Proposed bill would give Pa. doctors more leeway in prescribing medical marijuana

A bipartisan bill expected to be introduced soon in Harrisburg would loosen regulations of Pennsylvania’s medical marijuana program and could substantially increase the number of cannabis patients in the state.

A memo on the legislation co-sponsored by state Sens. Jim Brewster, D-McKeesport, and Mike Regan, R-York, said the bill would eliminate the list of 23 qualifying conditions and instead allow any doctor authorized to prescribe controlled substances to prescribe medical cannabis to patients.

Brewster said the timing is right to expand the state’s medical marijuana program, which he said has seen success since it was first implemented five years ago without experiencing any major setbacks.

“We are doing this bill to make it more convenient,” said Brewster. “We have watched it for five years now, and it is time to free it up.”

Pennsylvania medical marijuana patients must now be diagnosed with at least one of 23 qualifying conditions, including anxiety, post-traumatic stress disorder, cancer, opioid use disorder and epilepsy. The vast majority of marijuana patients qualify under anxiety disorders.

Brewster said the program has seen steady growth since its inception — the number of licensed grow facilities has increased from 12 to 33, one of which is in McKeesport in Brewster’s district. He said he believes there is room for the program to grow.

There are more than 423,000 active medical cannabis patients in Pennsylvania, but Brewster said about 700,000 people have given some indication that they are interested in joining the program.

Dr. Adam Rothschild, a certified medical marijuana physician in Pittsburgh and a member of the PGH MMJ practice, said the proposal to allow doctors to prescribe medical cannabis beyond a list of qualifying conditions would greatly expand the program. He supports recreational marijuana legalization and sees this proposal as a big step toward that goal.

“If this becomes a bill and it passes, it would become a de facto adult recreational use legalization,” Rothschild said.

Brewster said he was a reluctant supporter of the medical marijuana program when it first passed, but at this point, he believes more Pennsylvanians should have better access to medical cannabis. He said rural residents shouldn’t have to travel far to see certified doctors, and that doctors in their own communities should have the freedom to prescribe cannabis.

“Legislators are not doctors, and we should be trying to expand that list when necessary,” he said.

Brewster acknowledged that many in the state are seeing a path to legalizing recreational marijuana. He said he believes issues such as impaired driving rules for marijuana users still need to be worked out before he supports that, but he recognizes his bill moves a step closer to full legalization.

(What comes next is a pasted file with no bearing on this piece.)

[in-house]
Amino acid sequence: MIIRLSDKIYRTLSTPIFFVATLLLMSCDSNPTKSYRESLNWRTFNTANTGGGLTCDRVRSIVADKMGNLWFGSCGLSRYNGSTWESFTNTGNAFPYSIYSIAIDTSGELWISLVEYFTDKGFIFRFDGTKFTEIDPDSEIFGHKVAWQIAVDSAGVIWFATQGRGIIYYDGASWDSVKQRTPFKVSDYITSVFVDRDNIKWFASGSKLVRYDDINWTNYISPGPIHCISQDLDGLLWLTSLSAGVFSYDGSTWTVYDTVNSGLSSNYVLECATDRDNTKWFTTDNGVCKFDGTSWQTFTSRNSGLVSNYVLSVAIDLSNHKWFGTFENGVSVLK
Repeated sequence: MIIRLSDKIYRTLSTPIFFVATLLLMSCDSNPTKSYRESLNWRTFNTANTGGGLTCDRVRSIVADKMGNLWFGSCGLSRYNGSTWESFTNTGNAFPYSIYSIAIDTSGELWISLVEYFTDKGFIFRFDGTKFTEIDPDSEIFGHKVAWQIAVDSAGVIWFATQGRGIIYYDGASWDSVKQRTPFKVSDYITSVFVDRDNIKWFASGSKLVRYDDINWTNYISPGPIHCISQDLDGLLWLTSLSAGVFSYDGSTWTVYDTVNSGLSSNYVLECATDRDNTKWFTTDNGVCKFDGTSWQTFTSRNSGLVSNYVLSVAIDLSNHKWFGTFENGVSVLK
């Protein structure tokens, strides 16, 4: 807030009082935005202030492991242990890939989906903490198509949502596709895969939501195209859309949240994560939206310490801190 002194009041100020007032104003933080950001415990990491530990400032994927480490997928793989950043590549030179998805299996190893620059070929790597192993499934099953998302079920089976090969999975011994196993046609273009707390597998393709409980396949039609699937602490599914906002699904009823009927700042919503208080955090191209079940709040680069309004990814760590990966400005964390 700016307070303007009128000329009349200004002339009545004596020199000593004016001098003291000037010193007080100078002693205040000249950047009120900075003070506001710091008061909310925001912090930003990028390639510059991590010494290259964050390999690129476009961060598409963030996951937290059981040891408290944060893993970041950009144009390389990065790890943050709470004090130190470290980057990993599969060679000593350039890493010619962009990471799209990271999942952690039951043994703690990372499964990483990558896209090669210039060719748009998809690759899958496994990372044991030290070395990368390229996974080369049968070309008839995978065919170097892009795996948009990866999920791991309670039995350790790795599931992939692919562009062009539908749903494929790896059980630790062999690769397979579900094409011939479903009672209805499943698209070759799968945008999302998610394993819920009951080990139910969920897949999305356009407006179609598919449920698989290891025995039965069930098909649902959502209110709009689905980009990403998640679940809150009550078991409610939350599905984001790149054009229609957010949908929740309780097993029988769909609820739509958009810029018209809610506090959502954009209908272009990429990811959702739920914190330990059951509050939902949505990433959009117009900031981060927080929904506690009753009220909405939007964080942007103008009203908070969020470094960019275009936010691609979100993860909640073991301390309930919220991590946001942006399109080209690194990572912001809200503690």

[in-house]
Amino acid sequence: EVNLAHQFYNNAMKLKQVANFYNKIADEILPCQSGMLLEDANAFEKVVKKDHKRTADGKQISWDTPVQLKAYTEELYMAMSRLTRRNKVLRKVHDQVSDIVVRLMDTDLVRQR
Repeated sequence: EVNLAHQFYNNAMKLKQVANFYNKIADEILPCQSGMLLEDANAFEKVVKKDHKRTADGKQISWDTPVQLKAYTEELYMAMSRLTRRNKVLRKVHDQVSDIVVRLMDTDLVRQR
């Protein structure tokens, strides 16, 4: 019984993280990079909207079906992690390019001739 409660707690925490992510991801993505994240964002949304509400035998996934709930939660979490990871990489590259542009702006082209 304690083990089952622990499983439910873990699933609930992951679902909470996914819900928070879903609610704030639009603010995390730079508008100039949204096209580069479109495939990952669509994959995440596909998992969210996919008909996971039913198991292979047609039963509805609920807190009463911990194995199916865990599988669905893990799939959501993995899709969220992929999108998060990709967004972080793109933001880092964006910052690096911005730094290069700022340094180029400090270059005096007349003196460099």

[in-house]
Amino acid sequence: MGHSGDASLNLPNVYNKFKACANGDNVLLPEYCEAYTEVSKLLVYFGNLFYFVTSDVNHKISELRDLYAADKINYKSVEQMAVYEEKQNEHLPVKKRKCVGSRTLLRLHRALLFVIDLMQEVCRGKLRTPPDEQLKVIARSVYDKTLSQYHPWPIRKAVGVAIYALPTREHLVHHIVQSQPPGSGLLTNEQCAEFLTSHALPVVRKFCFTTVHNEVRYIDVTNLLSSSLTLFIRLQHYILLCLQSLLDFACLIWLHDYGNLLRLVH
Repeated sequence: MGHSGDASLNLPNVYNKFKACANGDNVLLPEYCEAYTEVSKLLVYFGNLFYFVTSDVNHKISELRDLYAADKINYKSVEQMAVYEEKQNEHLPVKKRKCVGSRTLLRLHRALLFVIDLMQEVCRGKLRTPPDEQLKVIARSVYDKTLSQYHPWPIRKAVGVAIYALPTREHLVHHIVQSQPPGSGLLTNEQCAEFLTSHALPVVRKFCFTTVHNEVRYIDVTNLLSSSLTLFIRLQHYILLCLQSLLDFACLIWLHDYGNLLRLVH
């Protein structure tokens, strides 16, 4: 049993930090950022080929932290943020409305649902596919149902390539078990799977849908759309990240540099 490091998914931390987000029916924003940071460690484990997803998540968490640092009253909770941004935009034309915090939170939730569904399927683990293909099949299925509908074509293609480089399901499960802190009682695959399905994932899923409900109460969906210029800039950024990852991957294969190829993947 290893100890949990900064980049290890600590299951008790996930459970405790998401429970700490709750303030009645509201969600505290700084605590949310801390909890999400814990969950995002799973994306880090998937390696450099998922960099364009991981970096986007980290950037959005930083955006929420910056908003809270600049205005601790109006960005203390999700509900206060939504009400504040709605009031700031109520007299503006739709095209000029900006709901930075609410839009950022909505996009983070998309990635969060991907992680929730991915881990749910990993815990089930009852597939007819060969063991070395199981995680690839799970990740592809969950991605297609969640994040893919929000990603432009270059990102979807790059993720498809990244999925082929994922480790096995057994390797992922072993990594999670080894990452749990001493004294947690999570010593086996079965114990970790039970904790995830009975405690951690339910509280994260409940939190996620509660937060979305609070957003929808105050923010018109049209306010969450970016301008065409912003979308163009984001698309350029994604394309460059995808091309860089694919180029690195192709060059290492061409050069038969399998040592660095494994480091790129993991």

The bill has not been finalized and he expects spirited debate when it is brought up in the Senate.

Another issue Brewster said he supports is eliminating the annual certification fee for the medical marijuana program, which he called “more of a nuisance fee” on patients.

That would save patients between $125 and $200 a year in certification fees, Rothschild said.

The vast majority of patients’ costs come from purchasing medical marijuana, not the yearly fee, Rothschild said. He said patients pay between $150 and $200 a month for marijuana medication.

He said eliminating the annual fee would benefit patients, but the best way to lower costs would be allowing patients to grow their own cannabis. Separate legislative efforts to allow that have stalled.

Rothschild said the certification process currently is a bit of a rubber stamp, so Brewster’s proposal wouldn’t come as a huge shock. He said 95% of his patients have extremely quick appointments for medical marijuana and don’t derive much benefit from being re-certified each year.

“I don’t think that opening up certification to untrained providers would cause much harm,” Rothschild said, adding that he thinks there are benefits for doctors to receive training on medical cannabis, especially if they are not really familiar with the product.

Rothschild said he isn’t sure how much support Brewster’s proposal will see from medical marijuana doctors and certification centers. He said ending the yearly certification fee would likely face strong opposition because it would effectively end the certification industry that has popped up since medical marijuana was first implemented in 2018.

Rothschild mainly practices family medicine, and his medical cannabis practice is on the side. He said some doctors have altered their practices to mainly or completely serve as medical cannabis practices, and this bill could see pushback from that community.

“I know doctors who are making money doing this,” he said. “I don’t see them being supportive of this.”

Ryan Deto is a Tribune-Review staff writer. You can contact Ryan by email at or via Twitter .

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